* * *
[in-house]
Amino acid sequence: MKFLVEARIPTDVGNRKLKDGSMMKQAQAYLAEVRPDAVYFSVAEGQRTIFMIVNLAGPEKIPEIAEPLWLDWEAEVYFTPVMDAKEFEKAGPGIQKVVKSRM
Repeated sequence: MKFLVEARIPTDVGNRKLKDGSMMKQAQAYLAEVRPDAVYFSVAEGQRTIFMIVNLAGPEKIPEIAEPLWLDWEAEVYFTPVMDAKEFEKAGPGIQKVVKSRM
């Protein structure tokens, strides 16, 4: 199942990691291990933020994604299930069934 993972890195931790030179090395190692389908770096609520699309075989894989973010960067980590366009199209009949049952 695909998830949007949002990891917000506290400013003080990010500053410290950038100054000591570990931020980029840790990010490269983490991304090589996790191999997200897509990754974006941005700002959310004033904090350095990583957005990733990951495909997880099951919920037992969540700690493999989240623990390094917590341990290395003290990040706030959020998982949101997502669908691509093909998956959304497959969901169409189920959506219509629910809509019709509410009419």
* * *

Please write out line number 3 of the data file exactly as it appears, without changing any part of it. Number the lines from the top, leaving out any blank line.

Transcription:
Repeated sequence: MKFLVEARIPTDVGNRKLKDGSMMKQAQAYLAEVRPDAVYFSVAEGQRTIFMIVNLAGPEKIPEIAEPLWLDWEAEVYFTPVMDAKEFEKAGPGIQKVVKSRM